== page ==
This phase proceeds in a similar way as during the nursing process. Benner (1982), however, is of the opinion that clinical decisions based on intuition made by the expert ICU nurse can be observed when he/she demonstrates them in action only. According to Schraeder and Fisher (1986:161-162) the nurse in ICU is empowered during intuition to come into direct contact with a solution for a problem that he/she has encountered in the clinical situation based on knowledge and experience (compare Corcoran, 1986:107-112; Cioffi, 1997:203-208; Ellis, 1997:325-332). When the nurse in ICU is asked to justify his/her actions, he/she is unable to do so, as the so-called rational thinking processes are bypassed. Therefore Benner and Tanner (1987:23) refer to intuition as knowing without a rationale. The nurse can only justify his/her actions after the decision is made and some authors such as Benner and Tanner (1987:26) refer to this as "deliberative rationality".

Evaluation

Evaluation refers to a critical analytic process whereby the nurse assesses the patient's response to the nursing actions that have been implemented and to what extent goals have been achieved, based on certain criteria formulated during the planning phase. The nurse also evaluates the effectiveness of his/her decisions in order to justify them through the application of reflective and logical thinking skills (McCarthy, 1981:176; Swansburg, 1993:182; Alfaro-LeFevre, 1994:206).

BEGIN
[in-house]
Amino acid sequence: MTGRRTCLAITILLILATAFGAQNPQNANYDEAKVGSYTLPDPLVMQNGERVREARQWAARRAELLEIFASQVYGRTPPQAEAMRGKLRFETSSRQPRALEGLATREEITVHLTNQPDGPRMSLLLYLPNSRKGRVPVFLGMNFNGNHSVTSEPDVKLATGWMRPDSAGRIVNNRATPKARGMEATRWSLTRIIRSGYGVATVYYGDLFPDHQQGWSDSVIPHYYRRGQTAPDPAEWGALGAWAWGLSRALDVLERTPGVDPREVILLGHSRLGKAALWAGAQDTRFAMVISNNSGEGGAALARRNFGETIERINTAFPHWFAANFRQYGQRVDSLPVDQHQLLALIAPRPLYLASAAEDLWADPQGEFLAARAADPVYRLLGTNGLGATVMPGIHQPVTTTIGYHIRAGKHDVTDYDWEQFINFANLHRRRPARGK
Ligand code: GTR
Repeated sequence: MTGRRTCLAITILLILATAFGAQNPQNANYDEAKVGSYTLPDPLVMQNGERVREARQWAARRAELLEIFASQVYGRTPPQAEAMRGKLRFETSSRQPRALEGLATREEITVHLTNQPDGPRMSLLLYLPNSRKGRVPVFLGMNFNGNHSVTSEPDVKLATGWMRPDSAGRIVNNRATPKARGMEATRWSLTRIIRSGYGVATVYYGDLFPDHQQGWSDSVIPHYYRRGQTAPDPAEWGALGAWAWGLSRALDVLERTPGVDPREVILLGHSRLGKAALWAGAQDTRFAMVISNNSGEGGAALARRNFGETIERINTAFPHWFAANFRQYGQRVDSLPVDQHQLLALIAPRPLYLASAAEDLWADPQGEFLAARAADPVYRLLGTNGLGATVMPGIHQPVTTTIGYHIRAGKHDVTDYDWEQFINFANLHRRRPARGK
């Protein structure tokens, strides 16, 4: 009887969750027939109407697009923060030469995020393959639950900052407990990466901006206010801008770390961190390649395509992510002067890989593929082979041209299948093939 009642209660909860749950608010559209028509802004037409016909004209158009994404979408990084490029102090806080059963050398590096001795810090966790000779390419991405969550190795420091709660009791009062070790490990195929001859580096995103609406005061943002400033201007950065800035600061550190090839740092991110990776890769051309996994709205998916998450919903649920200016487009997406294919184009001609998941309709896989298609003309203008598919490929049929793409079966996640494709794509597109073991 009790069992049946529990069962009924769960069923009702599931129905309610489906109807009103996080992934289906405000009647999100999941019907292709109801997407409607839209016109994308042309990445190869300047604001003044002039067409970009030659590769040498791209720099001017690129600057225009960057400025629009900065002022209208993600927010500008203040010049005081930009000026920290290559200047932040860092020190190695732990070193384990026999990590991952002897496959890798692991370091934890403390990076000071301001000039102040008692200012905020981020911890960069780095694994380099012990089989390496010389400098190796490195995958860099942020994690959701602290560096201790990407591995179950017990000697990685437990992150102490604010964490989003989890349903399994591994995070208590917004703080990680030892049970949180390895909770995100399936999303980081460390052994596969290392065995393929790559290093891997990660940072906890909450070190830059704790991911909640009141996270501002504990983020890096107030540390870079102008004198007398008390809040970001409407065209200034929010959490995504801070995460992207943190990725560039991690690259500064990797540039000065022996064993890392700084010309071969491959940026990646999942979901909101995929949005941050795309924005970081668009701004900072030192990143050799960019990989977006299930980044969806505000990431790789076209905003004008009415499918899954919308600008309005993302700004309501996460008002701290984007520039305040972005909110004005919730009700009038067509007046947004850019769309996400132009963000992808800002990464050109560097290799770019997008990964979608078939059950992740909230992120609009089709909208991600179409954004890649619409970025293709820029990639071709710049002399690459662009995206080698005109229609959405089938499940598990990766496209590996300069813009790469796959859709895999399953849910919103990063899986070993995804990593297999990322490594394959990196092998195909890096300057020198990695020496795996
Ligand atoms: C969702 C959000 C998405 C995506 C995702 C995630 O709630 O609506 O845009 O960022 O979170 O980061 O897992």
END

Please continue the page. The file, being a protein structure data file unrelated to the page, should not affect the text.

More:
Evaluation during intuitive decision-making

During intuitive decision-making the nurse also carries out an evaluation after the decision has been made. This implies that the nurse must be able to reflect in order to be able to arrive at an understanding of the nature of the problem, the process implemented and how he/she arrived at the solution. In this way the nurse in ICU develops a deep understanding of the process and the outcome of clinical decisions based on intuition, develops a changed and new perspective about his/her clinical decision-making and justifies them (compare Clarke, James & Kelly, 1996:172; Greenwood, 1993:1185; Schon, 1987:70), It is, therefore, imperative for the nurse to be able to develop reflective thinking skills.